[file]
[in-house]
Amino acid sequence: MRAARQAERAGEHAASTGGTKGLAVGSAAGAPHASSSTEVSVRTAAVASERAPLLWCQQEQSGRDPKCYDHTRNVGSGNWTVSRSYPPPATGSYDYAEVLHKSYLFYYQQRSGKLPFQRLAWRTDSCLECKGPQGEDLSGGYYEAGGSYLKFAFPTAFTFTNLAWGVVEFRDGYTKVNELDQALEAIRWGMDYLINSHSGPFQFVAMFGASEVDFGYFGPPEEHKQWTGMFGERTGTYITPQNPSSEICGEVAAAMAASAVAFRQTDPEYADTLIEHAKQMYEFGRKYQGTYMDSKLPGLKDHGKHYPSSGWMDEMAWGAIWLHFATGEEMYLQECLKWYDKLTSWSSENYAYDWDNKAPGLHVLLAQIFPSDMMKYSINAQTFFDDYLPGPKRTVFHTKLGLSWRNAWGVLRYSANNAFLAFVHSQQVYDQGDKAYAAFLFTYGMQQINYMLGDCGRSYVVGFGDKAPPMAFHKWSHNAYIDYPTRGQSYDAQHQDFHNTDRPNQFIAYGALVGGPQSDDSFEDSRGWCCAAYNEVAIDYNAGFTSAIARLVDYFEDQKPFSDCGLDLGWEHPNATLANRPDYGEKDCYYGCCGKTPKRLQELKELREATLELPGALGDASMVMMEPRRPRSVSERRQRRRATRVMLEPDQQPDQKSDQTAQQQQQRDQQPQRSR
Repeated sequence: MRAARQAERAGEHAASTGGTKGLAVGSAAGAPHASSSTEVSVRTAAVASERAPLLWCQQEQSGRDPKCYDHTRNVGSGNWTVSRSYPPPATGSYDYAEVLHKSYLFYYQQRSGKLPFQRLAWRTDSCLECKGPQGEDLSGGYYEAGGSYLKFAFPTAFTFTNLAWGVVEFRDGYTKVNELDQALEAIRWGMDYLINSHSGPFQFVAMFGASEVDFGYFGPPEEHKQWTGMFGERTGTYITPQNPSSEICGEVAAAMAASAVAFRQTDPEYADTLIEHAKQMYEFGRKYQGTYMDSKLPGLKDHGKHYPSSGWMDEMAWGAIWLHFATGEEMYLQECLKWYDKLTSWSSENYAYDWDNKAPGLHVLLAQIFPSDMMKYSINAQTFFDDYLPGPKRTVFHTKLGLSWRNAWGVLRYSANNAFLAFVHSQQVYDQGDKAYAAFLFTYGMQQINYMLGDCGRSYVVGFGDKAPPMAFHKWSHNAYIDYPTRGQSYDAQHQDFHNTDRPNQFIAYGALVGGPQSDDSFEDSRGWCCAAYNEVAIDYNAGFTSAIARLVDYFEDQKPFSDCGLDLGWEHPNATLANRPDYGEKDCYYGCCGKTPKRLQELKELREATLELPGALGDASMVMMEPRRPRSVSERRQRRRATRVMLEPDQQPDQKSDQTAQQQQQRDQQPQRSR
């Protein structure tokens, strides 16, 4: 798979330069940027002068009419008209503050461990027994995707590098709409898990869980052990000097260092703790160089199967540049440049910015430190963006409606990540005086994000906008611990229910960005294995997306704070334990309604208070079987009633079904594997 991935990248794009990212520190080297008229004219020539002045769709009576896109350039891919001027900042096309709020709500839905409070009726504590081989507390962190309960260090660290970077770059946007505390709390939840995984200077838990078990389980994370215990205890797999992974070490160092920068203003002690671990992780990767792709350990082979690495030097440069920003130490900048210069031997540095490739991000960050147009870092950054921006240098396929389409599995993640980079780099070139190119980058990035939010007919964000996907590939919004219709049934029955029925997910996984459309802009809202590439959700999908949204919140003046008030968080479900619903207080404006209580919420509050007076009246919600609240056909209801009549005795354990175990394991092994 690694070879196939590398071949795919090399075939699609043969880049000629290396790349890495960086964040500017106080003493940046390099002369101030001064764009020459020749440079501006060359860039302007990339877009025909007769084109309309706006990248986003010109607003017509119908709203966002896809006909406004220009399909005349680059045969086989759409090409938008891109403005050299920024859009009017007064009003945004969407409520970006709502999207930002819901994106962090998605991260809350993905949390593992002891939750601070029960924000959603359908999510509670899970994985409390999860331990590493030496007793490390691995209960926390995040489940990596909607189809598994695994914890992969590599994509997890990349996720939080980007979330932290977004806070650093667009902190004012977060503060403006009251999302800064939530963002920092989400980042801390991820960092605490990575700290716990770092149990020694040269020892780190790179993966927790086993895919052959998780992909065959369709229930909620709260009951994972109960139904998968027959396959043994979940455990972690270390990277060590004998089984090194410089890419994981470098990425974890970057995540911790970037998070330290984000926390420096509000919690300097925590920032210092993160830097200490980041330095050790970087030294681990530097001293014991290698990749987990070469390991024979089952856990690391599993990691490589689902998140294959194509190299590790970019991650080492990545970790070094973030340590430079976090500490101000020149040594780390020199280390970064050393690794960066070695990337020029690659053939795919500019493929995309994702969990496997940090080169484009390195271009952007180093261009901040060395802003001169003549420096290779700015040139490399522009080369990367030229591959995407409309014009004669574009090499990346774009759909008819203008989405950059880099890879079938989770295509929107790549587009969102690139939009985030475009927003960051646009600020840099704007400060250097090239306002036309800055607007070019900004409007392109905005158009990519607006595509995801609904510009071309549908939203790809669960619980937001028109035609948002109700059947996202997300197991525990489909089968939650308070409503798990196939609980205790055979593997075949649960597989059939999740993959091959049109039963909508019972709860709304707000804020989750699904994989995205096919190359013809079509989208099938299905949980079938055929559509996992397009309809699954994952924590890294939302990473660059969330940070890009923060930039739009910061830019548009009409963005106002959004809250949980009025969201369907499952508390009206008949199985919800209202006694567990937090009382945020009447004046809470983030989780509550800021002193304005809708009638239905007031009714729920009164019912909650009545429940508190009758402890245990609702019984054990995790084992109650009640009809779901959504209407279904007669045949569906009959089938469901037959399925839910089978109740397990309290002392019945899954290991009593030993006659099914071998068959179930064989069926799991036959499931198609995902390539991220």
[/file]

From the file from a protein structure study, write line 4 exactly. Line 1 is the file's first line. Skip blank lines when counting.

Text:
């Protein structure tokens, strides 16, 4: 798979330069940027002068009419008209503050461990027994995707590098709409898990869980052990000097260092703790160089199967540049440049910015430190963006409606990540005086994000906008611990229910960005294995997306704070334990309604208070079987009633079904594997 991935990248794009990212520190080297008229004219020539002045769709009576896109350039891919001027900042096309709020709500839905409070009726504590081989507390962190309960260090660290970077770059946007505390709390939840995984200077838990078990389980994370215990205890797999992974070490160092920068203003002690671990992780990767792709350990082979690495030097440069920003130490900048210069031997540095490739991000960050147009870092950054921006240098396929389409599995993640980079780099070139190119980058990035939010007919964000996907590939919004219709049934029955029925997910996984459309802009809202590439959700999908949204919140003046008030968080479900619903207080404006209580919420509050007076009246919600609240056909209801009549005795354990175990394991092994 690694070879196939590398071949795919090399075939699609043969880049000629290396790349890495960086964040500017106080003493940046390099002369101030001064764009020459020749440079501006060359860039302007990339877009025909007769084109309309706006990248986003010109607003017509119908709203966002896809006909406004220009399909005349680059045969086989759409090409938008891109403005050299920024859009009017007064009003945004969407409520970006709502999207930002819901994106962090998605991260809350993905949390593992002891939750601070029960924000959603359908999510509670899970994985409390999860331990590493030496007793490390691995209960926390995040489940990596909607189809598994695994914890992969590599994509997890990349996720939080980007979330932290977004806070650093667009902190004012977060503060403006009251999302800064939530963002920092989400980042801390991820960092605490990575700290716990770092149990020694040269020892780190790179993966927790086993895919052959998780992909065959369709229930909620709260009951994972109960139904998968027959396959043994979940455990972690270390990277060590004998089984090194410089890419994981470098990425974890970057995540911790970037998070330290984000926390420096509000919690300097925590920032210092993160830097200490980041330095050790970087030294681990530097001293014991290698990749987990070469390991024979089952856990690391599993990691490589689902998140294959194509190299590790970019991650080492990545970790070094973030340590430079976090500490101000020149040594780390020199280390970064050393690794960066070695990337020029690659053939795919500019493929995309994702969990496997940090080169484009390195271009952007180093261009901040060395802003001169003549420096290779700015040139490399522009080369990367030229591959995407409309014009004669574009090499990346774009759909008819203008989405950059880099890879079938989770295509929107790549587009969102690139939009985030475009927003960051646009600020840099704007400060250097090239306002036309800055607007070019900004409007392109905005158009990519607006595509995801609904510009071309549908939203790809669960619980937001028109035609948002109700059947996202997300197991525990489909089968939650308070409503798990196939609980205790055979593997075949649960597989059939999740993959091959049109039963909508019972709860709304707000804020989750699904994989995205096919190359013809079509989208099938299905949980079938055929559509996992397009309809699954994952924590890294939302990473660059969330940070890009923060930039739009910061830019548009009409963005106002959004809250949980009025969201369907499952508390009206008949199985919800209202006694567990937090009382945020009447004046809470983030989780509550800021002193304005809708009638239905007031009714729920009164019912909650009545429940508190009758402890245990609702019984054990995790084992109650009640009809779901959504209407279904007669045949569906009959089938469901037959399925839910089978109740397990309290002392019945899954290991009593030993006659099914071998068959179930064989069926799991036959499931198609995902390539991220």